‧ Chinese Name: 鄭階和
‧ Year of Birth: 1968
‧ Birthplace: Penghu, Taiwan
‧ Did You Know?
Cheng Chieh-ho, who rose to prominence in the art world with his carved stone tea plates, received no formal education in the art. However, thanks to his innate artistic talent and love for stone carving, he has won many awards in major domestic competitions with works characterized by simplicity. He considers stones to be a living thing, so he works on each piece independently and insists on not putting wax or lacquer on his works. Specializing in tea sets, he creates practical and aesthetically pleasing works, realizing his ideas of bringing art into everyday life.
As a child, Cheng Chieh-ho grew up in Penghu learning the skills needed to be a fisherman. This, though, was not something that held any genuine interest for him. When he wasn’t out at sea, he would spend most of his time chatting over tea, dreaming of one day making a living on Taiwan proper. After graduating from junior high school, he moved to Kaohsiung to complete his high school degree part-time while also learning the art of pottery making in Taichung. After completing his compulsory national military service, he worked with some friends, ran a tea house, often looking around in search of good quality tea sets. From this, he got the idea of making his own tea sets, opening a pottery workshop in Caotun, Nantou. With a natural eye for lines, forms, and colors, he was confident that he would be able to produce distinctive pieces, and the reception they received confirmed this.
In addition to pottery creation, Cheng Chieh-ho is also interested in collecting and studying fine stones, particularly appreciating the unusual stones he has collected from streams, riverbeds, and elsewhere in nature. In 1999, he took part in a five-week course on stone-working techniques at the National Taiwan Craft Research Institute, finishing top of the class. The Jiji Earthquake that struck in September that same year destroyed years worth of pottery, inspiring him to try to create sturdy, indestructible works, which led him to the world of stone carving and ultimately to setting up a stone carving studio in 2009.
All of Cheng’s works are hand-carved. The most difficult things to deal with, he says, are the linear design (i.e., linework) and the overall feel of the work. In making them, his approach can often change due to evolutions in technique and ideas, so he feels he must do it himself rather than let anyone else do it for him, which gives his works a unique charm.
Cheng’s stone sculptures are characterized by smooth, rippling lines, sometimes as delicate as water, sometimes as rough as basalt - a merger of hard reality and soft fantasy. They are simple and smooth, quiet and elegant, his transformation of hard stones into soft poses, and even polishing it into virtually wood-like textures, make them worthy of being called masterpieces.
In his series "Taiji," Cheng took the familiar titular yin-yang symbol and carved it into various tea plates, providing people with a chance to take tea with a combination of Confucian and Taoist ideas. The minimalistic "Geometry" series expresses the Zen state through wood textures on bicolored stone or stones marked with tortoise-shell cracks revealing the texture beneath, creating works like "One Body, Two Faces" which combine practicality and artistry in a refreshing subversion of traditional ways of thinking about art.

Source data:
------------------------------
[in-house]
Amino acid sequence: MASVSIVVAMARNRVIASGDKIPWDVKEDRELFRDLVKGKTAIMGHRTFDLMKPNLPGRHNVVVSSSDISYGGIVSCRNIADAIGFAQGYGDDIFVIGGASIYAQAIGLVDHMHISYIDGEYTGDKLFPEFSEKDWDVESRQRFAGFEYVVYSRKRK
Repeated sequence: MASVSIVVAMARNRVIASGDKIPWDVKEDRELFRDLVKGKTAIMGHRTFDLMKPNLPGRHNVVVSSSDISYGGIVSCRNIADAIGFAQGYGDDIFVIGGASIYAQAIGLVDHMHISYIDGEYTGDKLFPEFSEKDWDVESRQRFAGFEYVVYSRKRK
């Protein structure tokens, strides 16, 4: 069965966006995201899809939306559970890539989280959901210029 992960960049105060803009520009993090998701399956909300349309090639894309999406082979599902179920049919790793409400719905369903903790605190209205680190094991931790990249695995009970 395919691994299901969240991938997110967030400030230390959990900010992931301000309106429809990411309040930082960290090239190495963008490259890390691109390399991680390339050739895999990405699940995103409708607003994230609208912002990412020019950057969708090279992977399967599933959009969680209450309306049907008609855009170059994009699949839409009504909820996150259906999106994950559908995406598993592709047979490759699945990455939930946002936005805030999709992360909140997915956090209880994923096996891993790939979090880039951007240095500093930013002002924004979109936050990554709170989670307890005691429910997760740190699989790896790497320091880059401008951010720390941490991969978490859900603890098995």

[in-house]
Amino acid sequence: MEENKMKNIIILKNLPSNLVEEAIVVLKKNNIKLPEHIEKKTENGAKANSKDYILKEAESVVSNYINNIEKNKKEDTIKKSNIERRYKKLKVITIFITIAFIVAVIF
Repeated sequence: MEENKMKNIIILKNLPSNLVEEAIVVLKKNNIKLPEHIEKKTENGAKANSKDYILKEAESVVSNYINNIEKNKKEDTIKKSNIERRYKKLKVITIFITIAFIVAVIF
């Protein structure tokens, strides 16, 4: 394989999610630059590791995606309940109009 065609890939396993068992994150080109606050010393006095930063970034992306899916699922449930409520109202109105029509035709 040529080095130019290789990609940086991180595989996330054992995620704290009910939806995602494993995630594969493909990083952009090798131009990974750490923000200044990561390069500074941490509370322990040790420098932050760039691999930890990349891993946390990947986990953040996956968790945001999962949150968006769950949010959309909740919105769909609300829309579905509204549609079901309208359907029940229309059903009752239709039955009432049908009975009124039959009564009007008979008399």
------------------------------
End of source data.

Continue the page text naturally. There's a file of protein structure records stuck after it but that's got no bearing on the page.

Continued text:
As a tea lover, Cheng Chieh-ho has made tea sets the primary focus of his art, and to find the types of stone that work best for his art he experimented with a variety of them, letting the tea moisten the stone and watching how it changed. Finally he found that the basalt of his home in Penghu and the unique bicolored stone of Wufeng and Puli would bring out the best simple lines and shapes while also changing texture and color appropriately through usage by people.
At the same time, he has continued to experiment with various media. For example, in his work "Sensing Tea," he added shiny tin to give the work the tactile smoothness of Duan ink-stone and a feeling of the rhythm of water drops. In his well-known series of works, "Calligraphic Feelings," Cheng incorporated the cursive style of calligrapher Huai Su into his works, opening a window onto a wild artistic realm.
Cheng is active in both domestic and international art circles. In addition to numerous solo exhibitions in Taiwan, he has also participated in group exhibitions abroad, including in New York and Paris, and has published two books on stone sculpture. In addition, he has won numerous awards, including the National Craft Award in 2003; in 2004, first prize in the Taiwan Craft Design Competition, the Audience Prize in the National Craft Award, and first place in the Craft Category in the Taichung County Art Exhibition; being honored in the inaugural Dadun Craftsman awards and with a distinction in the Craft Category in the 59th Provincial Art Exhibition in 2005; another distinction in the Craft Category in the 18th Nanying Art Exhibition in 2006; and being honored in 2007 at the Council of Cultural Affairs’ Taiwan Crafts Workshop.
With his rigorous attitude, Cheng Chieh-ho combines the art of stone carving with tea ceremony culture to create works that are both aesthetic and practical. He believes that only creations that are truly part of everyday life have real vitality, and he also hopes that such works of his might become heirlooms that collectors can pass down from generation to generation.
(Photo courtesy of Cheng Chieh-ho)